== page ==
Putin announces having received the Sputnik V vaccine

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By Daria Litvinova | Associated press

MOSCOW – President Vladimir Putin revealed on Wednesday that he received the nationally developed Sputnik V vaccine earlier this year, stressing the importance of getting the vaccine amid a wave of new coronavirus infections and deaths in Russia.

On an annual phone show answering pore-examined questions, Putin expressed hope that the vaccination campaign could help avoid a nationwide lockdown.

Russia reported 21,042 new infections and 669 deaths on Wednesday – numbers similar to the numbers it has been reporting daily since June 24. The number of reported deaths was a single-day record for the country.

While reaffirming his position that vaccinations should be voluntary, Putin stressed that decisions by local authorities in regions of Russia that have made vaccines mandatory for some workers should help stem the tide.

These decisions were based on the law and “aimed at avoiding the need for a foreclosure, when entire businesses shut down and people find themselves without jobs, without pay,” Putin said.

Russian officials attributed the increase in the number of cases to Russians’ lax attitude towards taking precautions, the increasing prevalence of more infectious variants and reluctance to vaccinate. Although Russia was among the first countries to announce and deploy a vaccine against the coronavirus, just over 23 million people – or 15% of its 146 million population – have received at least one injection.

Experts attributed this to mistrust of rushed approval of Russian-made vaccines and limited production capacity.

Putin said he initially did not identify the vaccine he received to avoid offering a competitive advantage to its manufacturer.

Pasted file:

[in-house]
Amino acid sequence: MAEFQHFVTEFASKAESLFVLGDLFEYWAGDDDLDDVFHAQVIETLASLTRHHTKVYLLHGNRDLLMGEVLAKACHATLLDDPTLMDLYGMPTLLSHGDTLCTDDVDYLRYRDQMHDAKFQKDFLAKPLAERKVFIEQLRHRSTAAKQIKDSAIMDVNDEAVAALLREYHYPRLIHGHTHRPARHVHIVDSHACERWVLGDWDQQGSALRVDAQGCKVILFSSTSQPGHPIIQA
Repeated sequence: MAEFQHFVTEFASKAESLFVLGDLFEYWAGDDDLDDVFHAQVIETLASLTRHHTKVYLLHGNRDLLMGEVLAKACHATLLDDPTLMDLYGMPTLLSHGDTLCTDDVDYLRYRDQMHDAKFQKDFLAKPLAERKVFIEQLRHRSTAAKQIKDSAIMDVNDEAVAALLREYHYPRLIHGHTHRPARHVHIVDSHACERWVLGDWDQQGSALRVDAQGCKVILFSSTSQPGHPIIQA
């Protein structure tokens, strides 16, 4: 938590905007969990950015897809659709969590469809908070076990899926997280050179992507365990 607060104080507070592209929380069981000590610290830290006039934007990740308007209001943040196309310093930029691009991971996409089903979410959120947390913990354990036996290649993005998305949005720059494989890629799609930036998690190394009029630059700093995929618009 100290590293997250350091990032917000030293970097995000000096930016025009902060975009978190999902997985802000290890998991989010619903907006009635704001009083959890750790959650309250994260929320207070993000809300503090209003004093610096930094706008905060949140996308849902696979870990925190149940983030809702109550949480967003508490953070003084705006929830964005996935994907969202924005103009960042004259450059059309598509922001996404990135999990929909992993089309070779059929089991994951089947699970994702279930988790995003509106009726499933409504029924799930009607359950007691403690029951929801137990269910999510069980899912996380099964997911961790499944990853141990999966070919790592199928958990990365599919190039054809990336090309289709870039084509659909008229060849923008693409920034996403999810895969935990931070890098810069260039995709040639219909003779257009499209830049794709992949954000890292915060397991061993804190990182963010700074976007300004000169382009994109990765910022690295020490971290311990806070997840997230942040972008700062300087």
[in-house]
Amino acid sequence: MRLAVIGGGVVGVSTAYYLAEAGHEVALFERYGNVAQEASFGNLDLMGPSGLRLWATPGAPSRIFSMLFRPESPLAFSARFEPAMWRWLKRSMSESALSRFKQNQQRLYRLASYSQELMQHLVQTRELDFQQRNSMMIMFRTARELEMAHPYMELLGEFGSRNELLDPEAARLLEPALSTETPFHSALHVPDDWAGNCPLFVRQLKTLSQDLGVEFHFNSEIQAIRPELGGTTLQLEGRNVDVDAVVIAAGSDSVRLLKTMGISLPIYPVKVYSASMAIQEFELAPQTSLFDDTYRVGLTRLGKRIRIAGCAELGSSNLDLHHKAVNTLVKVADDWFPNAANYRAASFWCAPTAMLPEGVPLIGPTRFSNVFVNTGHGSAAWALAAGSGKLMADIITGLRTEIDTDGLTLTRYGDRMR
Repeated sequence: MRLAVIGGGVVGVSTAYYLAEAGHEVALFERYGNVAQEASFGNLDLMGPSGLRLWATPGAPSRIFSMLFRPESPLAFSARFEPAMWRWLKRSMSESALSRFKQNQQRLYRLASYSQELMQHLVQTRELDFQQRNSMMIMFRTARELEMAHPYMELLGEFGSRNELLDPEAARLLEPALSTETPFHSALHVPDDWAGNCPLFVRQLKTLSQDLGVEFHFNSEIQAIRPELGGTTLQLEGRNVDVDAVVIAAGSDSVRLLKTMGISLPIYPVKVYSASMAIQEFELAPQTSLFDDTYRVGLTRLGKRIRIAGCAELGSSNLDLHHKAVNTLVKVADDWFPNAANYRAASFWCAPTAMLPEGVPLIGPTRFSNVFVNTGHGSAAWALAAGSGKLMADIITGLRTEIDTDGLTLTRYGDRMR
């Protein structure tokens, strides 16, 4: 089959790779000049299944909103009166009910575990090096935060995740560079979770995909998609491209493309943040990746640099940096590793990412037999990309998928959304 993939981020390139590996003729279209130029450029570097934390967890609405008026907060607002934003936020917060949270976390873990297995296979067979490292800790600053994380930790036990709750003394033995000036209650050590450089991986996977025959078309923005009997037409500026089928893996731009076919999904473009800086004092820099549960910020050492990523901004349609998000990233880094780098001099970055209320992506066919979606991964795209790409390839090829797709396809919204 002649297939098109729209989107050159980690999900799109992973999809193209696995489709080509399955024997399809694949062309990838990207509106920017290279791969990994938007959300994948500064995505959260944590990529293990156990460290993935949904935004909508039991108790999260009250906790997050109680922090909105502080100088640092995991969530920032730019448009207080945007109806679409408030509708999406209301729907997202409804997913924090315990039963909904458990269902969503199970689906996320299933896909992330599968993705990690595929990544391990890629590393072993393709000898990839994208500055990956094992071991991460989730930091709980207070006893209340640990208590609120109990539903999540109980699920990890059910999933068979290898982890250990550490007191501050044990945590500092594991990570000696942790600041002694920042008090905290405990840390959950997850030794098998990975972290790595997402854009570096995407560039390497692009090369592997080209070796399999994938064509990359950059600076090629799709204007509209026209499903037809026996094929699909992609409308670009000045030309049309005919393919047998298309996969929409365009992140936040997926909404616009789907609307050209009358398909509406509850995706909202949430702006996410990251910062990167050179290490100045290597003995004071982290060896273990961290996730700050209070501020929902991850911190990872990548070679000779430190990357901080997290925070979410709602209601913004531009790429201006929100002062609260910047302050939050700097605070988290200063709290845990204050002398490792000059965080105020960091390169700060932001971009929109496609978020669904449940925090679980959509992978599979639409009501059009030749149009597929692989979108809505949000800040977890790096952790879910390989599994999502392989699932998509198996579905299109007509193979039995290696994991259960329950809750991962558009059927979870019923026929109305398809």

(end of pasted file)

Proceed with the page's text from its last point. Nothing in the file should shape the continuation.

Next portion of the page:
“But I see there are a lot of questions,” the president said.

Putin got his first shot in late March and his second in mid-April, both out of sight.

On Wednesday, Putin said he had not consulted his doctors “so much” on which vaccine to take, but rather considered the choices made by his acquaintances. He said he went for Sputnik V because it offered the longer protection of the two jabs available to the Russians at the time.

“Especially since our armed forces are vaccinated with Sputnik V, and I am the commander-in-chief, after all,” he said with a laugh.

Russia gave regulatory approval to the Spuntik V in August 2020, and it faced criticism at home and abroad because it had only been tested on a few dozen people at the time. However, criticism has been blunted by a report published this year in the British medical journal The Lancet, which found large-scale testing to be safe, with an effectiveness rate of 91%.

Its single-dose version, Sputnik Light, was approved last month and was released earlier this month.

Two other Russian vaccines – EpiVacCorona and CoviVac – also received regulatory approval before completing late-stage trials. No data on the effectiveness of these two vaccines has been published, and Spuntik V remains the most widely used coronavirus vaccine in the country.

Putin said Wednesday that Russia’s four vaccines were “state of the art, safe and quite effective.”

It is not yet clear whether Russia will have enough vaccines to cope with increased demand. Several regions have already reported shortages, but the Kremlin assured that these were only temporary logistical difficulties.

Industry and Trade Minister Denis Manturov said on Tuesday that to date 36.7 million sets of the four nationally developed coronavirus vaccines have been marketed in Russia.

In the midst of the latest wave of cases, about 20 Russian regions – from Moscow and St. Petersburg to the remote far-eastern region of Sakhalin – made vaccinations mandatory this month for employees in certain industries. The move apparently helped speed up the vaccination campaign in recent weeks, but also caused some setback.

As of Monday, restaurants, bars and cafes in Moscow can only admit customers who have been vaccinated, recovered from COVID-19 in the past six months, or can provide a negative test within the previous 72 hours. Customers must visit a government website and obtain a QR code, a digital model designed to be read by a scanner.

In a dealership, city officials agreed that QR codes are not needed for customers using the outdoor terraces. Underage clients will not have to provide any documents if they are with their parents.

Small protests against mandatory vaccinations erupted in Moscow and the Sakhalin region this week.


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